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06-07-2013, 12:28 PM
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paree87's Avatar
Join Date: Oct 2011
Location: Boston
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Originally Posted by Harv View Post
Let me say someone who works for a NHL team.

You guys with sports management degrees are in for a rude awaking if you think NHL franchises give a **** about that degree.

Sport management is a money-maker for state universities that draws people into their programs. Same thing as the ''fashion-management'' and ''music-management''. Universities grab board topics that young people do as hobbies then offer degrees in that with broad course work and very little real world training.

It's a real simple formula. ''Well.. I like sports/music/fashion so I'm going to get a degree in that. Oh hey, my local university offers a degree in it. Awesome!''

Get a real degree in business. Finance, accounting, economics or even marketing. (Real marketing.. analytic computation, advanced statistics, etc. Not fluff marketing.)

If you want to work for a NHL team you probably have to know someone...and know your stuff like no tomorrow. If you do get a job with the NHL, pray it's a good organization that cares about their employees. A lot of them don't.

I couldn't disagree with this more. I earned a Sport Mgt degree from Umass and I KNOW this helped put me ahead of some other candidates. The key is to find a reputable program (like Umass) and take advantage of the alumni in the field. It's all about networking. The poster is right in that it helps to "know" someone... however I got my job with the Bruins without knowing anyone at all. It can be done.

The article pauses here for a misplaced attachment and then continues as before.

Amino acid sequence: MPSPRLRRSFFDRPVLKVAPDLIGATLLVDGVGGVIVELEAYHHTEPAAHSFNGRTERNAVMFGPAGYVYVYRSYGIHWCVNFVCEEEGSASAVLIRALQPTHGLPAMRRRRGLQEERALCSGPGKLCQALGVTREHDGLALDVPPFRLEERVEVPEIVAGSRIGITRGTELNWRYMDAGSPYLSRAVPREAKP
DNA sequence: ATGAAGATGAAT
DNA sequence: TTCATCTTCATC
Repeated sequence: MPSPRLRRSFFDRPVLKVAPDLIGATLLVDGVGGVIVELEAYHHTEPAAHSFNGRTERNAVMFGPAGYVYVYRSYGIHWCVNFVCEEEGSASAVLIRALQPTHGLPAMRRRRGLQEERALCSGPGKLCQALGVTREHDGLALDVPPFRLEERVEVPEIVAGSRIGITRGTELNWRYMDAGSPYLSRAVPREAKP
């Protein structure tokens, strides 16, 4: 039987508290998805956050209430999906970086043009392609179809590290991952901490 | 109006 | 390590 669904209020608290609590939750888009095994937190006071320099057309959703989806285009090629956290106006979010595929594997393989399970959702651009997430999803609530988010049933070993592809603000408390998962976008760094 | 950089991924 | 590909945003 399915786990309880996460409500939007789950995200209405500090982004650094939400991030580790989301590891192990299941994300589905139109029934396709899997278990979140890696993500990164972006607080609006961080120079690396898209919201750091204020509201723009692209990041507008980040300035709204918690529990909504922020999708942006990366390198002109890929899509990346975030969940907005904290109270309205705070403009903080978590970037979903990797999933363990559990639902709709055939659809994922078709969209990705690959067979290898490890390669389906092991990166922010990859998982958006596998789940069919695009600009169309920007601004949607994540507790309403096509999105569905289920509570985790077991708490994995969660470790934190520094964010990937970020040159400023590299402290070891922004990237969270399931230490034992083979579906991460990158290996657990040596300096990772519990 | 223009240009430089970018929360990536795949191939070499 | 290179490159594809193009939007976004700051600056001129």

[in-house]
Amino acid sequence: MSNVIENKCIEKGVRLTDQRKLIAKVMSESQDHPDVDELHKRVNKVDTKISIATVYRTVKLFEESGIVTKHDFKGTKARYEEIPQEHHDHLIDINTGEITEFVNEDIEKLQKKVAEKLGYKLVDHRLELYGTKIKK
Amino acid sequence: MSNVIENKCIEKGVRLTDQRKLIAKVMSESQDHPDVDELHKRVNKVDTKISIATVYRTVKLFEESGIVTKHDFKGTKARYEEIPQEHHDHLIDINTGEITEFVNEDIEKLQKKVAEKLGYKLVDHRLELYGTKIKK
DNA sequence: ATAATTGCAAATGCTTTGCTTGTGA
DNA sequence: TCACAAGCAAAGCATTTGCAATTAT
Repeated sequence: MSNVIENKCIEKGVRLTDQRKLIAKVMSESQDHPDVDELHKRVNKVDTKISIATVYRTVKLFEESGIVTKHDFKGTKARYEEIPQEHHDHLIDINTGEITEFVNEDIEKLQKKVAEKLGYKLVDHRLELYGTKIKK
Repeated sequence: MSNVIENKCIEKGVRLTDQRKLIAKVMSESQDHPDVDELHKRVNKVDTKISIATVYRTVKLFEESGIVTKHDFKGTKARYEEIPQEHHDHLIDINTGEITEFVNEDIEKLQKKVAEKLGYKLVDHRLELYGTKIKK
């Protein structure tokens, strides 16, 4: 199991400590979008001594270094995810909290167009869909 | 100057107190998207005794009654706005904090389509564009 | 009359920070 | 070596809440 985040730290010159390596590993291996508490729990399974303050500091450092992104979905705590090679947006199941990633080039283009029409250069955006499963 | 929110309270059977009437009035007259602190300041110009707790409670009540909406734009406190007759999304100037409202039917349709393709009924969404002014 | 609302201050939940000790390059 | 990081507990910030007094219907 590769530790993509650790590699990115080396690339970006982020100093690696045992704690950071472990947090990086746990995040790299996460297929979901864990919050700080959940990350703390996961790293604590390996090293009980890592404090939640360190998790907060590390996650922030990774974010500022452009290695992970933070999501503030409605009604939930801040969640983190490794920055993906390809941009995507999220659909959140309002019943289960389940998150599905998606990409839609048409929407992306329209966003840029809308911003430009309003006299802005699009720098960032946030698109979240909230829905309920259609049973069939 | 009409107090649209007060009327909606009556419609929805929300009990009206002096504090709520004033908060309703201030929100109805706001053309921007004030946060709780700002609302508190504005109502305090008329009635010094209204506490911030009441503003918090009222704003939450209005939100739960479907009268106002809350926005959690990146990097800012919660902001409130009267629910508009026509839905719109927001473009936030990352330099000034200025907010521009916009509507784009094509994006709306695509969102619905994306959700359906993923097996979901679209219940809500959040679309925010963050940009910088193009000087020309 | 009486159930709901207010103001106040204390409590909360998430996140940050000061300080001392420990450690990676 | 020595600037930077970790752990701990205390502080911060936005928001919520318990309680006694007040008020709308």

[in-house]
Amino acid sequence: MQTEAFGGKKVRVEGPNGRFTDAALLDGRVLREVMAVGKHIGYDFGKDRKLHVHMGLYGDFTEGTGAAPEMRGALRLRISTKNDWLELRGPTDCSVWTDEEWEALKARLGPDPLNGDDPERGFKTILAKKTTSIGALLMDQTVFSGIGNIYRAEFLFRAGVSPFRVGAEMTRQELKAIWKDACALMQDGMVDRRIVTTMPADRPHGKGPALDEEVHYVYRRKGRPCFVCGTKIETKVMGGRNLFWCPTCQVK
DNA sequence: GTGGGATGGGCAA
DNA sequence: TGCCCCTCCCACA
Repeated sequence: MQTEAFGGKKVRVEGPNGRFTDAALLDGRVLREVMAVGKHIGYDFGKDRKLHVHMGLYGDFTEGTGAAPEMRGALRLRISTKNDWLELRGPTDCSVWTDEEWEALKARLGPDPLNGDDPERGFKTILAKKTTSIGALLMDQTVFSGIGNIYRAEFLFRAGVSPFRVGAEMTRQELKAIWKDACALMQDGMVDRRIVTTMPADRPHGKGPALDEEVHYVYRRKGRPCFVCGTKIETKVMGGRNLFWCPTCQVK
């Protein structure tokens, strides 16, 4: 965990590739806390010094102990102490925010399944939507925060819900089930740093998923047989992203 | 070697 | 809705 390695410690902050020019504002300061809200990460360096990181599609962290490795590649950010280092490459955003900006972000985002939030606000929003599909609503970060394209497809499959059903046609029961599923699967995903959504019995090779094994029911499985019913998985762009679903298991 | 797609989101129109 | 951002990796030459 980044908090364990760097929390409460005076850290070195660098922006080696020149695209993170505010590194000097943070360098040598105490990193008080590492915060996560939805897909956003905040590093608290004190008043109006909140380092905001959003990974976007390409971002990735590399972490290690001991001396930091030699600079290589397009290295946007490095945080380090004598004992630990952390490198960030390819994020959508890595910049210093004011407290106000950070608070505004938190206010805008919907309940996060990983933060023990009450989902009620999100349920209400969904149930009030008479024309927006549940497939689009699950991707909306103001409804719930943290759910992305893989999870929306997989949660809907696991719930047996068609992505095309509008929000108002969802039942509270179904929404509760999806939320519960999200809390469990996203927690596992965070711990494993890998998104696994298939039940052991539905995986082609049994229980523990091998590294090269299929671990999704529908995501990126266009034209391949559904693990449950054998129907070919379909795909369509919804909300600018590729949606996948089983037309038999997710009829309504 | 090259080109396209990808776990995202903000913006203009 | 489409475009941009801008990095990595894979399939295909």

Where there's a will there's a way. I applied for the Bruins job a few different times, had about 15 total interviews before I was finally accepted.

After one of the times I interviewed and didnt get the job, I asked the hiring manager what exactly I should do between then and the next time the posted the job so that I was a more attractive candidate next time. He told me to get experience on the phones. So I did. I went back months later when the re-posted the position and told him I did exactly what you told me to do. I'm not going away until you give me a shot.

He gave me a shot. The persistence I showed in the hiring process was the same persistence they expected form me as a entry level sales guy.

Since my Bruins days I have moved on to a different part of the sports industry. Having the Bruins on my resume has opened many, many doors for me.

Plus, besides all that, if you love sports and business like I did/do, go to a school with a sport management program. Its a lot of fun. Writing papers about Mike Vick and his marketability doesn't make it seem like "homework" at all. And when you graduate, no matter what your degree is in, you 100% can work in sports if you dont take No for an answer.

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